Newsrooms and journalists should avoid using derogatory language when referring to conspiracy theories and the people who share them online. Prioritising empathetic reporting is key, she said. Reporters should seek to explain why certain theories take root, rather than simply debunking them.
“As societies, we need to have more conversations around why conspiracies are taking off, what is it in society that makes them so appealing, and to talk about the psychological mechanics of conspiracies rather than: ‘these people are crazy, that’s stupid, let’s debunk the stupidity,’” said Dr Wardle.
Be aware of the ‘tipping point’
From false links between 5G and the coronavirus to conspiracy theories around a potential vaccine, a huge ethical consideration for journalists is to avoid amplifying dangerous or misleading information.
Wardle cited the recent case of the viral “Plandemic” video which contained a number of falsehoods. While initially some newsrooms avoided reporting on it for fears of “giving it oxygen”, the video eventually gained so much traction that reporters realised it needed mainstream coverage.
It’s not always straightforward to decide when to cover mis- or disinformation. For this, Dr Wardle has coined the idea of the “tipping point”. On a case-by-case basis, there are a number of questions to ask before covering misleading content:
The idea of the tipping point is also key when investigating closed groups or messaging apps, where it may be difficult — sometimes impossible — to retrieve data about the spread of a piece of misinformation. How can you quantify the spread of a rumour when it leaves no trace?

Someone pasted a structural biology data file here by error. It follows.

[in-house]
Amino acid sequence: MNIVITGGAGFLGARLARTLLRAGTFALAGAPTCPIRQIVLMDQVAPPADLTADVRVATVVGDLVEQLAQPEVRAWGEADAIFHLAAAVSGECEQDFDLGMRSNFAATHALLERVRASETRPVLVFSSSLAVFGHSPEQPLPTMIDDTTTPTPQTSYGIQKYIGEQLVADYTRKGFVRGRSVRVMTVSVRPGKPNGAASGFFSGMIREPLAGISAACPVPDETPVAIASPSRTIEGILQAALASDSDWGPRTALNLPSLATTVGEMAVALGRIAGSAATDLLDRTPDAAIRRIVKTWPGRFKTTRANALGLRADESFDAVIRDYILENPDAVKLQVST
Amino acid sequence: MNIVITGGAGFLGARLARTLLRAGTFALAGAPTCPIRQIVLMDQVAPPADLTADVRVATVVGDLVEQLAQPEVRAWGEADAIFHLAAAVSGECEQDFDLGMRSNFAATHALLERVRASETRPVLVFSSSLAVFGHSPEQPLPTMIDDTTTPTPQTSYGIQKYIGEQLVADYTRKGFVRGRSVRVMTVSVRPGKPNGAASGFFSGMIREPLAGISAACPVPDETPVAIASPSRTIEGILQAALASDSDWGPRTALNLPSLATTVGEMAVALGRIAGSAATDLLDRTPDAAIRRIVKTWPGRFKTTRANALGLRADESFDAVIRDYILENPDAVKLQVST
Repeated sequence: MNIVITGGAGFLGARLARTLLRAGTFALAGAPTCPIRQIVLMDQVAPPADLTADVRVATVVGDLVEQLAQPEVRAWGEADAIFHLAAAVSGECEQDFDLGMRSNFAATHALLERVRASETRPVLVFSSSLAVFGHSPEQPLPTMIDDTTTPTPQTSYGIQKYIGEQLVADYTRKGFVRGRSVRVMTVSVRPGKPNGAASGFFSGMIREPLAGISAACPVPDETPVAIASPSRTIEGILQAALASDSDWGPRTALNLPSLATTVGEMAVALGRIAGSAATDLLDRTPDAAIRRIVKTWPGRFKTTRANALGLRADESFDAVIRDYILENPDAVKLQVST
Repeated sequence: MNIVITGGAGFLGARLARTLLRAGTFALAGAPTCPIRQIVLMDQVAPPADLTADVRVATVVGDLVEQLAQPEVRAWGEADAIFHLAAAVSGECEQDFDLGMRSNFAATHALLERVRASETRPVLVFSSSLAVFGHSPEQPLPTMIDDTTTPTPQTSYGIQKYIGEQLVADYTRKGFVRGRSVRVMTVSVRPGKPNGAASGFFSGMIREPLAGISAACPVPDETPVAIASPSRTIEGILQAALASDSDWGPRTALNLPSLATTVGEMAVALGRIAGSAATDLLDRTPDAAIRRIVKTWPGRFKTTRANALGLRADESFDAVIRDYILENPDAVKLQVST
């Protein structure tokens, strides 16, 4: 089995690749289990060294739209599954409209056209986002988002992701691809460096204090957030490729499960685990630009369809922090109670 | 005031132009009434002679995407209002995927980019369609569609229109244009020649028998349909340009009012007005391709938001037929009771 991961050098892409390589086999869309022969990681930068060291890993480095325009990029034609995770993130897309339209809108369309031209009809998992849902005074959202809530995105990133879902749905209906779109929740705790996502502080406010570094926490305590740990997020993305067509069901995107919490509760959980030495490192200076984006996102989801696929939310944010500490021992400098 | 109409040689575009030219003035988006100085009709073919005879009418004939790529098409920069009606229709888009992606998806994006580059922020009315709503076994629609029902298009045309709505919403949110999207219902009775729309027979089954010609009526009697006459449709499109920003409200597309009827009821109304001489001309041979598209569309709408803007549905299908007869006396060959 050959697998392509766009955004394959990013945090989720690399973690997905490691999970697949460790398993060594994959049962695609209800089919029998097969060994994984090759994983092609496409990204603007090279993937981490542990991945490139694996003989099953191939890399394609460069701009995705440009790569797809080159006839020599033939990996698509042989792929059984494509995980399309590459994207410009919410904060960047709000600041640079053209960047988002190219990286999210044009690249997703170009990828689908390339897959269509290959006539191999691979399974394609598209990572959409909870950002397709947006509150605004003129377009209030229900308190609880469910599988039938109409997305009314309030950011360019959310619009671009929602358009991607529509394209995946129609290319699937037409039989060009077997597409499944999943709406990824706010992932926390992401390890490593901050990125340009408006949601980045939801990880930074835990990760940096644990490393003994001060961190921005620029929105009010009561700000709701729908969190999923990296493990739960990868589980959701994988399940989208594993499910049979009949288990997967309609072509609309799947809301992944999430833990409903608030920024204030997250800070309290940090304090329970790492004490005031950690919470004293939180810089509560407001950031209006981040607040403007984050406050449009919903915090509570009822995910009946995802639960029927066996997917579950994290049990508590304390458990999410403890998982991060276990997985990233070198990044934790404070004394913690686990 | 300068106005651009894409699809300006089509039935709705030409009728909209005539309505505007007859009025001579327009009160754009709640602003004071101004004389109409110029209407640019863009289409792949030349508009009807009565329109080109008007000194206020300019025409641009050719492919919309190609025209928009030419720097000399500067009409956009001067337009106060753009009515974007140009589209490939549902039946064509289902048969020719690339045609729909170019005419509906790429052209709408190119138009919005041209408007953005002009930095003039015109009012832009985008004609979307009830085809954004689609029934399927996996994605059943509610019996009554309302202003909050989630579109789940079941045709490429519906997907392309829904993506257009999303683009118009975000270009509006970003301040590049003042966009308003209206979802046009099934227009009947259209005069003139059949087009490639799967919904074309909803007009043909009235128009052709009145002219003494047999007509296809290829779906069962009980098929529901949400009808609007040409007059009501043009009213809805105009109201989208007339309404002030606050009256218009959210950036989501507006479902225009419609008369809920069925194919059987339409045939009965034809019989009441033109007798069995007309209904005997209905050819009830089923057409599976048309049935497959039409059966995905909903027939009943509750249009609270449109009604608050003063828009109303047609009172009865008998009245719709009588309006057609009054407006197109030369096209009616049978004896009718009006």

Dr Wardle advised looking for examples of whether the content is being shared to other platforms as a way of determining whether or not it is being circulated widely.
Finally, she warned that sometimes mis- and disinformation is deliberately created by certain actors with the aim of reaching coverage from mainstream news outlets.
“Often things are seeded within closed messaging apps with the hope that it will then grow, move into social media and then be picked up,” said Dr Wardle.
When it comes to scientific information, WhatsApp users in Argentina are not fools
This study was carried out by the author, María Celeste Wagner (University of Pennsylvania, USA), Eugenia Mitchelstein (Universidad de San Andrés, Argentina), and Pablo J. Boczkowski (Northwestern University, USA), acting as external consultant.